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rape and sexual violence

Sexual violence is any unwanted sexual act or activity. There are many different kinds of sexual violence, including but not restricted to: rape, sexual assault, child sexual abuse, sexual harassment, rape within marriage / relationships, forced marriage, so-called honour-based violence, female genital mutilation, trafficking, sexual exploitation, and ritual abuse. Sexual violence can be perpetrated by a complete stranger, or by someone known and even trusted, such as a friend, colleague, family member, partner or ex-partner. Sexual violence can happen to anyone. No-one ever deserves or asks for it to happen.

100% of the responsibility for any act of sexual violence lies with its perpetrator. There is no excuse for sexual violence it can never be justified, it can never be explained away and there is no context in which it is valid, understandable or acceptable.

If you have been raped or experienced any other kind of sexual violence, no matter where you were, what you were doing, what you were wearing, what you were saying, if you were drunk or under the influence of drugs, it was not your fault and you did not deserve this.

Current legal definition of rape

The Sexual Offences Act 2003 (the Act) came into force on the 1st May 2004. The purpose of the Act was to strengthen and modernise the law on sexual offences, whilst improving preventative measures and the protection of individuals from sexual offenders. The Act extends the definition of rape to include the penetration by a penis of the vagina, anus or mouth of another person. The 2003 Act also updates the law about consent and belief in consent.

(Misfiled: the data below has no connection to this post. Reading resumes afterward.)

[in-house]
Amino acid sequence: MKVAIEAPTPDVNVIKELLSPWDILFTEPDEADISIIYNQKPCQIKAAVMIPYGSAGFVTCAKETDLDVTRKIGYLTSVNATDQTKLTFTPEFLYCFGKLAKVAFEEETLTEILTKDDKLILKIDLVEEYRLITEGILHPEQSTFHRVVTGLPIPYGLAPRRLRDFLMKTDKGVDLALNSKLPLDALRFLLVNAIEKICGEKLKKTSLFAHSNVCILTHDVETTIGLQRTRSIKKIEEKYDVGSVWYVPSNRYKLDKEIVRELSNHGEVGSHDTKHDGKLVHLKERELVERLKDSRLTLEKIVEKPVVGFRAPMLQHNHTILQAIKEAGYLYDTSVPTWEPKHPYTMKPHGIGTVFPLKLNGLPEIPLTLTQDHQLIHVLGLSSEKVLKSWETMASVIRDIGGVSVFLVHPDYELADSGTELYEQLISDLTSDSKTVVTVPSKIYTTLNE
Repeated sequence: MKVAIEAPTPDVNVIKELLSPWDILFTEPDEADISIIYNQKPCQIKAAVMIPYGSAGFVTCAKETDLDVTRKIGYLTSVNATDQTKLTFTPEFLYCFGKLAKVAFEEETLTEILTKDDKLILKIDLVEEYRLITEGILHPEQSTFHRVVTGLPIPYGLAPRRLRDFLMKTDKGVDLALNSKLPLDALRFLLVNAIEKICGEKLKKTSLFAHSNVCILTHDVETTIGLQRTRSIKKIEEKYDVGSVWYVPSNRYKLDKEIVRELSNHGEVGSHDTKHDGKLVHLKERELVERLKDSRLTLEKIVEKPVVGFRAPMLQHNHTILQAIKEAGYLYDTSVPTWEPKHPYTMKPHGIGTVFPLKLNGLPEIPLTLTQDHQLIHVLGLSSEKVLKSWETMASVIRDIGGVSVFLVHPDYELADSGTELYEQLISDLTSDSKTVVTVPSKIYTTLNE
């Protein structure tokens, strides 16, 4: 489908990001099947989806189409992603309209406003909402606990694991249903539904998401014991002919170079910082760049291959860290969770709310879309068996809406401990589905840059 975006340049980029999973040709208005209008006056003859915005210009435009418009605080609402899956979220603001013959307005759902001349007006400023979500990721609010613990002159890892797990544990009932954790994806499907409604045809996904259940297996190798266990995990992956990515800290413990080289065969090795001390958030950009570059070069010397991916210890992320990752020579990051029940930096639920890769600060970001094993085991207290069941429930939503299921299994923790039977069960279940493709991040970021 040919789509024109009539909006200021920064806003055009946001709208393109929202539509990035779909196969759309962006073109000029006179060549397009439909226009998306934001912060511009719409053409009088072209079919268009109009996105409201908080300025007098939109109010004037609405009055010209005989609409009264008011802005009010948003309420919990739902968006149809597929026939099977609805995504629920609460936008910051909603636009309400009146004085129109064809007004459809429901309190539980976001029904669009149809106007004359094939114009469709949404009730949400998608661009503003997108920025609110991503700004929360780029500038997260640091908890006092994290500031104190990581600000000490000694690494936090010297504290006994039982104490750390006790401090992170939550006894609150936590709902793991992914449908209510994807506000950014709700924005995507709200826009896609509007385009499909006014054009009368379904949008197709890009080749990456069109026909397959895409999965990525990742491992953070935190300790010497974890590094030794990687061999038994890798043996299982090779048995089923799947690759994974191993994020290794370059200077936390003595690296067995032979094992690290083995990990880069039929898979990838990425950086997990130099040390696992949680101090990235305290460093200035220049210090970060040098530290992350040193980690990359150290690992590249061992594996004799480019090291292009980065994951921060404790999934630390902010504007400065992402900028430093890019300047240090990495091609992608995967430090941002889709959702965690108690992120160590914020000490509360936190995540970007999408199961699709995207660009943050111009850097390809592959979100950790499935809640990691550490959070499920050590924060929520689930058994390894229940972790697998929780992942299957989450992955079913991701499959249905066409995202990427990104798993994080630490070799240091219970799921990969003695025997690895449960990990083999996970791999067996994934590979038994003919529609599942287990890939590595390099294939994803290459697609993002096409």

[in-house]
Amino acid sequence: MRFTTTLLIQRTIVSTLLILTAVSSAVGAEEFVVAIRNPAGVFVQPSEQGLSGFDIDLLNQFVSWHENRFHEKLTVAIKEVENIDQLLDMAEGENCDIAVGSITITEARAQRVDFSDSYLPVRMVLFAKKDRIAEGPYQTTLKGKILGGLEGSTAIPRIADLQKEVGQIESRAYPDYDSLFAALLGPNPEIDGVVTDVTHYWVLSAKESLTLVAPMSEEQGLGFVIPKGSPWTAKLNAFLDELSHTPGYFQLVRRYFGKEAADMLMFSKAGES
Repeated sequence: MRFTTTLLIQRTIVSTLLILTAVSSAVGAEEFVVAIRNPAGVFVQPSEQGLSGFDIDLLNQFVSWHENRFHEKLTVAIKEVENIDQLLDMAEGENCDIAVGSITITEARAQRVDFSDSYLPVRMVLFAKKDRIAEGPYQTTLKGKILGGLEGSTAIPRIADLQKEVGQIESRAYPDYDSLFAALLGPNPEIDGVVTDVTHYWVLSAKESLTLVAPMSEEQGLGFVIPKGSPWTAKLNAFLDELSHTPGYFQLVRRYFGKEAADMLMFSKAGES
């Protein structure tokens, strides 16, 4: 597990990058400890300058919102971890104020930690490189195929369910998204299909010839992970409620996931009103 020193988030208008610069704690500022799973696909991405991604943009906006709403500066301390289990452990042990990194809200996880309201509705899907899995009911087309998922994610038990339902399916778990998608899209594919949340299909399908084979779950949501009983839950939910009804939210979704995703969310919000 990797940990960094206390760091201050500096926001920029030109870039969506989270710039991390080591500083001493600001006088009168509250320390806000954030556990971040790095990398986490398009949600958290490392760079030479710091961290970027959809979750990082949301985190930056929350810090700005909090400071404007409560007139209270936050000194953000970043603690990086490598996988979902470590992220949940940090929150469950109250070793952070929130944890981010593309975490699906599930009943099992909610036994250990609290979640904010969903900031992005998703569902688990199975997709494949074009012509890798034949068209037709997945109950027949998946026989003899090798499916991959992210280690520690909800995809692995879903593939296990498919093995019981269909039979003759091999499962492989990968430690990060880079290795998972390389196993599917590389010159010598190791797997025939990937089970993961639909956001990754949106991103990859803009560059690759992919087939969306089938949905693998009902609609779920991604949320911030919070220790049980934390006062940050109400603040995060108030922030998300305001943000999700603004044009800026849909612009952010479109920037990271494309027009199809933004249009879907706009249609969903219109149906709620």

The word 'consent' in the context of the offence of rape is now defined in the Sexual Offences Act 2003. A person consents if she or he agrees by choice, and has the freedom and capacity to make that choice. The essence of this definition is the agreement by choice. The law does not require the victim to have physically resisted in order to prove a lack of consent. The question of whether the victim consented is a matter for the jury to decide, although the Crown Prosecution Service (CPS) considers this issue very carefully throughout the life of a case.

Current legal definition of sexual (indecent) assault

Sexual assault is an act of physical, psychological and emotional violation, in the form of a sexual act, which is inflicted on someone without consent. It can involve forcing or manipulating someone to witness or participate in any sexual acts, apart from penetration of the mouth with the penis, the penetration of the anus or vagina (however slight) with any object or the penis, which is rape.